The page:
What are the ANSI Chain Standards?
18th Jun 2024

From factory conveyors to farming equipment, power transmission roller chains play integral roles across countless mechanical systems. But with so many vital applications, how are chains standardized for interoperability? In the United States, it all comes down to compliance with ANSI standard roller chain.

  • ANSI B29.1 regulates 14 roller chain sizes
  • Numbering system indicates chain pitch
  • Standards enable interchangeability between manufacturers
  • Compatibility with sprockets is ensured through precision

When you see the identifier “ANSI” on a chain, it means strict dimensional and performance criteria have been met per the American National Standards Institute. This ensures proper function, safety, and part interchangeability – vital factors when systems rely on chains day in and day out.

The 14 Standard Chain Sizes

The most common power transmission chains regulated under ANSI B29.1 consist of alternating inner and outer plates with bushings and rollers. These roller chains come in 14 standard sizes:[1

  • ANSI 25 chain
  • ANSI 35 chain
  • ANSI 41 chain
  • ANSI 40 chain
  • ANSI 50 chain
  • ANSI 60 chain
  • ANSI 80 chain
  • ANSI 100 chain
  • ANSI 120 chain
  • ANSI 140 chain
  • ANSI 160 chain
  • ANSI 180 chain
  • ANSI 200 chain
  • ANSI 240 chain

The sizing number correlates to the chain’s pitch, or distance between roller centers. Basically, take the left-most digit(s), and multiply by 0.375 inches to get the pitch in inches. For example, the #100 chain has a 1.00″ pitch. Metric pitches are also standardized.

Number 41 is a narrower relation to the #40 size. And chains ending in “5” instead of zero have no rollers, just bushings – known as bushing chains. They serve light-duty applications.

Other Compliance Factors

Along with pitch, ANSI also governs roller diameters, plate thicknesses, link lengths, and the critical clearances between rollers and sprockets during meshing. Tolerances are tight – just a few thousandths of an inch – to maintain proper articulation and load-carrying capacity.

The standards also regulate material properties and hardness to balance roller chain strength and fatigue life with sprocket wear rate. This ensures reliable, safe operation even in challenging environments.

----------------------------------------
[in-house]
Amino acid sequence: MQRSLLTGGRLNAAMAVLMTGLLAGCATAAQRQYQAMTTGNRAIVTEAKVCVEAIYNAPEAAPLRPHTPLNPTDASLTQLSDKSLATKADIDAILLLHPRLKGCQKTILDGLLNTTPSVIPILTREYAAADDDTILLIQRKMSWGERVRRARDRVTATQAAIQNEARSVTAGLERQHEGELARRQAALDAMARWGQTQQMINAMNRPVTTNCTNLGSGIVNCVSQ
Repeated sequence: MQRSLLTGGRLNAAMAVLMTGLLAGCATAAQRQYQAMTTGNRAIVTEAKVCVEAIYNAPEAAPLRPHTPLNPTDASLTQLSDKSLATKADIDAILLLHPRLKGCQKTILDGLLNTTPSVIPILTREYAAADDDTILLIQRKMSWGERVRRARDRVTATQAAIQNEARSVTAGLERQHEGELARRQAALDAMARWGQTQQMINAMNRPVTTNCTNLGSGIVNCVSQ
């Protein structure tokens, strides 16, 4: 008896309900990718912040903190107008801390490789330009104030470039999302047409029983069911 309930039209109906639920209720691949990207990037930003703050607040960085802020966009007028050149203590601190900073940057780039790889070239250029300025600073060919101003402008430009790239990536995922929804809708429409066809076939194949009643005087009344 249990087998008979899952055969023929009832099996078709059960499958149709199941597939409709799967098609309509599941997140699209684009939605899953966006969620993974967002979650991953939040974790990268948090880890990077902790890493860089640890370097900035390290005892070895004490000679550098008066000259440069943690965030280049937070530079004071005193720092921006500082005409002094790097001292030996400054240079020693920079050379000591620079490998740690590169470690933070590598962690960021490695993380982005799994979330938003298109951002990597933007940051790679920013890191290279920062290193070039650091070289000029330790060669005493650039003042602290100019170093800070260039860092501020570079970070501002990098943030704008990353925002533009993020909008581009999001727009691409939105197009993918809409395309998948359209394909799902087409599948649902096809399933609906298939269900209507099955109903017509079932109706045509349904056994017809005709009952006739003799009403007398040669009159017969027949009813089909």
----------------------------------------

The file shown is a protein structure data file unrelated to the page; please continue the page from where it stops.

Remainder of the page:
Why Standards Matter

By conforming to ANSI B29.1, manufacturers align their roller chains to work interchangeably with sprockets from other vendors also meeting ANSI specifications. This compatibility ensures strong value chain development and flexibility.

Engineers can source chains from various suppliers while trusting alignment with sprockets designed around these standards. It simplifies integration and repairs. Branding chains as “ANSI Compliant” declares adherence, further reinforcing quality.

Of course, standards evolve over time to allow innovation. But at their core, the ANSI chain specifications eliminate guesswork and enable total drive system optimization. They form a “universal language” – a foundation for endless power transmission applications.

About Universal Chain

Founded in 1970, Universal Chain has manufactured premium power transmission chains for nearly a century. As a fully integrated chain facility, Universal controls quality from melt to finished product across their ISO 9001 and 14001 certified plants.

Universal’s vertical integration enables high production capacity – over 15,000 tons annually – alongside tremendous flexibility. Their tooling and machines adapt quickly to produce standard and custom chain solutions, from engineering samples to high-volume requests.

Beyond exceptional quality, inventory and service, Universal builds trust through chain expertise nurtured over decades. Their engineering team provides technical consultation and product development support tailored exactly to your application challenges. And their field sales staff keeps a pulse on emerging customer needs.


From industrial lifts to agricultural implements, equipment reliability often starts with the simple roller chain. When sourcing this vital component, the ANSI stamp signals quality, safety and dimensional alignment per the world’s foremost standards organization. With ANSI compliance, engineers know they’re getting a chain purpose-built to enable their mechanical designs.

When uptime matters, choose the smoother operation and lasting durability only possible from an intelligently engineered, meticulously manufactured chain. Discover why the world’s leading OEMs trust Universal Chain to drive their equipment – request a custom quote today.

Article Sources
The Universal Chain uses only high-quality sources, including peer-reviewed studies, to support the facts within our articles. Our commitment to accuracy and reliability ensures that readers receive well-researched information they can trust.